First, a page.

Bond yields on the stock market in different ways at different times.
Changes in the economy
In periods of economic expansion, bonds and stock market trade back as they compete for capital. Selling on the stock market leads the yields, as money moves into the bond market. The rally in the stock market will lead to higher profitability, as money moves from the bond market into more risky stocks. In such circumstances, when optimism about economic growth, the money will go to the stock market as it is more used for economic growth. In addition, economic growth carries with it the risk of inflation, which erodes the value of Bonds.
Interest rates are the biggest variable in determining bond yield. Rising interest rates and bond yields are bullish for stocks (and bearish for bond prices), and this implies an increase in the income that investors seek their money. Conversely, falling interest rates are favorable for stocks, as they are stimulating assets, bonds and their prices.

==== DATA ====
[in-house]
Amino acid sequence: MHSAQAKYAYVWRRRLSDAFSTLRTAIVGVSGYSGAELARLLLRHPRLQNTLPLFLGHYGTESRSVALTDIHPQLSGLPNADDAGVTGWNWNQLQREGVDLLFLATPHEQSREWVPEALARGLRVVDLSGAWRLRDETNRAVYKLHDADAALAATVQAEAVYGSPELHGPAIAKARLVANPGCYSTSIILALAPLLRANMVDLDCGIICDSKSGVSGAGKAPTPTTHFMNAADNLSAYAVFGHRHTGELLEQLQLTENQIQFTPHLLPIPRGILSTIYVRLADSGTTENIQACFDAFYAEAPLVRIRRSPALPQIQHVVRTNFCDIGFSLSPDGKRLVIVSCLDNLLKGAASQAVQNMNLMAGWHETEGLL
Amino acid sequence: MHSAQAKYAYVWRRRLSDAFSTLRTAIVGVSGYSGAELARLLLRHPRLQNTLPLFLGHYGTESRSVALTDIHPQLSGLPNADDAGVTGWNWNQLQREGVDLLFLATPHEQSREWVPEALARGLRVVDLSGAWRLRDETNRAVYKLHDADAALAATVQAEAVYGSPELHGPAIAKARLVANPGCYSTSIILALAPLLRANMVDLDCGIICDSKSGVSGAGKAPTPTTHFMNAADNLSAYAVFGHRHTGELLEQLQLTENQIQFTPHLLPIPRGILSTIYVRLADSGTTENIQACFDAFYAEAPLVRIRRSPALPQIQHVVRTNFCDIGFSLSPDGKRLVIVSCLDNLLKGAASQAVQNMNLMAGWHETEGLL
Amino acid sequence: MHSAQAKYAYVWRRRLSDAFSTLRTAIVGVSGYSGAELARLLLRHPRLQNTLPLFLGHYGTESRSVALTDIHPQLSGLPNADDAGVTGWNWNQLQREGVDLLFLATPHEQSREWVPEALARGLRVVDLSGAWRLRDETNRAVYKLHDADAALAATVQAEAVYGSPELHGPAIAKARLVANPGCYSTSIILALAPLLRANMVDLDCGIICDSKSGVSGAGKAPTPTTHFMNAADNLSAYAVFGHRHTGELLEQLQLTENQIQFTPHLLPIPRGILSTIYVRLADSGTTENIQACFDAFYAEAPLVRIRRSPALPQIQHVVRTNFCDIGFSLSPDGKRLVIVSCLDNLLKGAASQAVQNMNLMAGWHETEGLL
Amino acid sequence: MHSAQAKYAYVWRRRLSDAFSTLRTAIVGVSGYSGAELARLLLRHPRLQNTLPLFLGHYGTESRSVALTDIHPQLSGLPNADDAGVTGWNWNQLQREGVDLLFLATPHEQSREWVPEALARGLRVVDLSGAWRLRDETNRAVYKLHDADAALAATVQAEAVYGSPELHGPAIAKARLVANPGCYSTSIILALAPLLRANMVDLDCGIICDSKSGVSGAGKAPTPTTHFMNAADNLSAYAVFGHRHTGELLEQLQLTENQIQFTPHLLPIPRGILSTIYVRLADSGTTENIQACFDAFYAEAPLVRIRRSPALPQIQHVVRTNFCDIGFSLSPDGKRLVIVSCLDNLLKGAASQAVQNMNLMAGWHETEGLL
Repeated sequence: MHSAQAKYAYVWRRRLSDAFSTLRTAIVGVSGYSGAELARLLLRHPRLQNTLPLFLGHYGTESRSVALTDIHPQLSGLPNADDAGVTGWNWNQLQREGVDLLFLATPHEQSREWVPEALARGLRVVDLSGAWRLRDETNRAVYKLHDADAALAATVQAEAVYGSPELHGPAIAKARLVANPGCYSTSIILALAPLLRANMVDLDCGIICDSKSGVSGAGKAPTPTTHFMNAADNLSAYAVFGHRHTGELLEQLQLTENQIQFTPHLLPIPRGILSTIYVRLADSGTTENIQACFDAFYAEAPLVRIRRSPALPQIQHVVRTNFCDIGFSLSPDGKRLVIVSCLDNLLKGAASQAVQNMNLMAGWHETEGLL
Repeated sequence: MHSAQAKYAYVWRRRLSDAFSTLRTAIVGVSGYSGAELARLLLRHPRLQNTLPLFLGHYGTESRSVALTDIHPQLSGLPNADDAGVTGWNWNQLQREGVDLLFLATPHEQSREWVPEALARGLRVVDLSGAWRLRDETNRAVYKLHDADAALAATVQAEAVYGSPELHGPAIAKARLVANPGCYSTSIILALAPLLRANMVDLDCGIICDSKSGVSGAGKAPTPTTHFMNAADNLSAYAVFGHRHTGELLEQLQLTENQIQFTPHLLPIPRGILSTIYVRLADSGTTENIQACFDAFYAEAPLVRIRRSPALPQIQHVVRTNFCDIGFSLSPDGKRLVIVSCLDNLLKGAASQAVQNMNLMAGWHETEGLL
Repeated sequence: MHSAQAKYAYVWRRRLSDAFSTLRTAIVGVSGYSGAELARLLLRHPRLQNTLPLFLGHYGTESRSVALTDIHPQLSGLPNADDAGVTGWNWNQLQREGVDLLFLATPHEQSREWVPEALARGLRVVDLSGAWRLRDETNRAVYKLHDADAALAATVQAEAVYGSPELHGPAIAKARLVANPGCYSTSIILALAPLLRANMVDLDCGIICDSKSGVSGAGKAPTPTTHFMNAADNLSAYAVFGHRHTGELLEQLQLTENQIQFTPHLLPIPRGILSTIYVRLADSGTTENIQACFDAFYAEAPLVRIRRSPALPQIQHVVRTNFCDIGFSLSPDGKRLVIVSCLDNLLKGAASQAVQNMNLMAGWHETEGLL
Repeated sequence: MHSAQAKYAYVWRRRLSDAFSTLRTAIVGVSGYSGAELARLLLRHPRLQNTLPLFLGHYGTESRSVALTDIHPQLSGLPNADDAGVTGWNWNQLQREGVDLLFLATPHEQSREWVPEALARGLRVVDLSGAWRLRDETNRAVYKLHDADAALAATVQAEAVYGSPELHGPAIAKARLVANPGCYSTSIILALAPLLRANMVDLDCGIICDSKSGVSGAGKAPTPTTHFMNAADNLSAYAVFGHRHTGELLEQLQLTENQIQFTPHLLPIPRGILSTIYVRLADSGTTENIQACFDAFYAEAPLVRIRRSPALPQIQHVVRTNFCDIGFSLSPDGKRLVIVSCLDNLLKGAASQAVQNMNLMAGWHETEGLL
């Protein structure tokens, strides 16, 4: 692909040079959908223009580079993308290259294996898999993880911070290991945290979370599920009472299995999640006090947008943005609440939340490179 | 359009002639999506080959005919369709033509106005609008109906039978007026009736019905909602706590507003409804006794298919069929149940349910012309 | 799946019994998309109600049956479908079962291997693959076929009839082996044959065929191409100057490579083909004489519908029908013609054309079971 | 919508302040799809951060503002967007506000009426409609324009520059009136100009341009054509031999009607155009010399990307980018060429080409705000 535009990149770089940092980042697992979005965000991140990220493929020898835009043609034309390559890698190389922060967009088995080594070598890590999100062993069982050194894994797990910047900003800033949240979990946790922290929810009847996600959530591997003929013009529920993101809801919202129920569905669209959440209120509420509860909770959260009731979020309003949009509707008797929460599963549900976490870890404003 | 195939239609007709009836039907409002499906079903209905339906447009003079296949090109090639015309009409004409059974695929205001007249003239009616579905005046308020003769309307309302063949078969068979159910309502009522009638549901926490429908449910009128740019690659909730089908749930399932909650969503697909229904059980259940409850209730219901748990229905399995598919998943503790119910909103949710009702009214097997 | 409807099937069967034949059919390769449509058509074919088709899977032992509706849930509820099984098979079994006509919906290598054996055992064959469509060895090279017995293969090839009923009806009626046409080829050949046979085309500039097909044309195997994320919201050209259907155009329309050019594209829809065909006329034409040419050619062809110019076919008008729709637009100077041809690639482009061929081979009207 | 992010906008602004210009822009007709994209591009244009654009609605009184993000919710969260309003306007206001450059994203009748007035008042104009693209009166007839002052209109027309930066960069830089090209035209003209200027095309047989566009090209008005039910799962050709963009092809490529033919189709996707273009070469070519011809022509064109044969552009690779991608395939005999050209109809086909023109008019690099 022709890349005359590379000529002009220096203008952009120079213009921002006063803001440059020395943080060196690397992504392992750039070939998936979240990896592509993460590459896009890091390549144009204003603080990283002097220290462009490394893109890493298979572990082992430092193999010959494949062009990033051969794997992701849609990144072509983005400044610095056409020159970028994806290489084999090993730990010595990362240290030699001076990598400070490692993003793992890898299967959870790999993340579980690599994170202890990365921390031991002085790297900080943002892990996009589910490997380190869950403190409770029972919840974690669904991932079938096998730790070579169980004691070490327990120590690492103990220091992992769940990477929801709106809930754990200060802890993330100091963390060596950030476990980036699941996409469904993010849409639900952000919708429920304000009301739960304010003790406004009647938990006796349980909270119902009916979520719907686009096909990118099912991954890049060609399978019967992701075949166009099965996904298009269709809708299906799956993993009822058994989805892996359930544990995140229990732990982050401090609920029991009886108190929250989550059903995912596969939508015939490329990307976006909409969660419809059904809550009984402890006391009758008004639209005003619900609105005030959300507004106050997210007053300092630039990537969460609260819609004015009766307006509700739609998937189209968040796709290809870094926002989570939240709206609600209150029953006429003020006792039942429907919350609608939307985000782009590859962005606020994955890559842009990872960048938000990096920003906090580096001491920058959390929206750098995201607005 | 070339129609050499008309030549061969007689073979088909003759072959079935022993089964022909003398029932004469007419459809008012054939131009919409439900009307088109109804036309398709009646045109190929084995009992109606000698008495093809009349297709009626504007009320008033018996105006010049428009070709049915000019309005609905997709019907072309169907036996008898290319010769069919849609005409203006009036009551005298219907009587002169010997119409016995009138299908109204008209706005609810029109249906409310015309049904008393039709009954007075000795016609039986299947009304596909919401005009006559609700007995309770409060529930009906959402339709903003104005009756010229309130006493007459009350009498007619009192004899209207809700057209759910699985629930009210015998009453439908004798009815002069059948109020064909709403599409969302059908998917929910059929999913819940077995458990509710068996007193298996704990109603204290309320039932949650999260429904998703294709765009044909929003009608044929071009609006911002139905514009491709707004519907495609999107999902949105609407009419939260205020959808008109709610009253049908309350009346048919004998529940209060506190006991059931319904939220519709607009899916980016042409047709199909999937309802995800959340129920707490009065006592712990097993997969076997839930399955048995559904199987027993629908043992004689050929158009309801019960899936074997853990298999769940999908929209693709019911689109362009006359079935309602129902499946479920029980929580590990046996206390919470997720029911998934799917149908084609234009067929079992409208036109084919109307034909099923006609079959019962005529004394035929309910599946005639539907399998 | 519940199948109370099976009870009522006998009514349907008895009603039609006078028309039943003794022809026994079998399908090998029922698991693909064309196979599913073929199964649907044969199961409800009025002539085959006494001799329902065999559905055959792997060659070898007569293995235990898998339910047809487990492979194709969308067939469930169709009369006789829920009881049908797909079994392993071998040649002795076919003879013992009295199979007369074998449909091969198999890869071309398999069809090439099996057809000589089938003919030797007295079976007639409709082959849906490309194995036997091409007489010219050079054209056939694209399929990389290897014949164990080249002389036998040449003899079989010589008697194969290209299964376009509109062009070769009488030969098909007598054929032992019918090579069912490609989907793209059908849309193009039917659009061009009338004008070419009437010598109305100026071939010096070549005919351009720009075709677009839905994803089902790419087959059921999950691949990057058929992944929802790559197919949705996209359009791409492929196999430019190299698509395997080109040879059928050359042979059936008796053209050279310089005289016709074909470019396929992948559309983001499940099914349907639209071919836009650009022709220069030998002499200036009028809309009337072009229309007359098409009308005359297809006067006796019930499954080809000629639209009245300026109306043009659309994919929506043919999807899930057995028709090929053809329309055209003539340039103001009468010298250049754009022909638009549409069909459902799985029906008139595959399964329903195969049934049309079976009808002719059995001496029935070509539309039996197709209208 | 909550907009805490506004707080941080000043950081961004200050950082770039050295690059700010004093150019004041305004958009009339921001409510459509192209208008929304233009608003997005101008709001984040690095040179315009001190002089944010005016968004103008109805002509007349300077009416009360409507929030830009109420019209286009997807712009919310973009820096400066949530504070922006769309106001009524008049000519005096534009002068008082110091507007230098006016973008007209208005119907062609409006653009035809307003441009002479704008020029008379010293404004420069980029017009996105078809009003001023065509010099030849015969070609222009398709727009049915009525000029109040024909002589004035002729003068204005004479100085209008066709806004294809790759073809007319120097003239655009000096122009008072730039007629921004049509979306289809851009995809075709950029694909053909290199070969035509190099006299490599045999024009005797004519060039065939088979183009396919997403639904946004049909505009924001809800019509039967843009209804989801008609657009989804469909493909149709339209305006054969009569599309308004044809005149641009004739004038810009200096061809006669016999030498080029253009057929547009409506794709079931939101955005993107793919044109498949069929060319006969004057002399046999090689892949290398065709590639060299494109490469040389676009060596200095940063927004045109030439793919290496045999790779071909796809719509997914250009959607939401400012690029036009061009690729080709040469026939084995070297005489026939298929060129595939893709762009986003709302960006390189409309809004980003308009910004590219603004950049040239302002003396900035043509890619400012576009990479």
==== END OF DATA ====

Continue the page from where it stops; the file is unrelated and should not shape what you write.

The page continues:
However, there are periods of time when bonds and stocks move together. It usually occurs early in economic recovery, when inflation pressure is weak and Central banks are willing to lower interest rates to stimulate the economy. Until the economy starts to grow without the help of monetary policy or capacity utilization reaches a maximum level when inflation becomes a threat, bond and stock markets in tandem in response to the combination of weak economic growth and low interest rates.
Investors and traders should be aware of the economic and market conditions in order to understand the constantly changing relationships between bond yields and the stock market.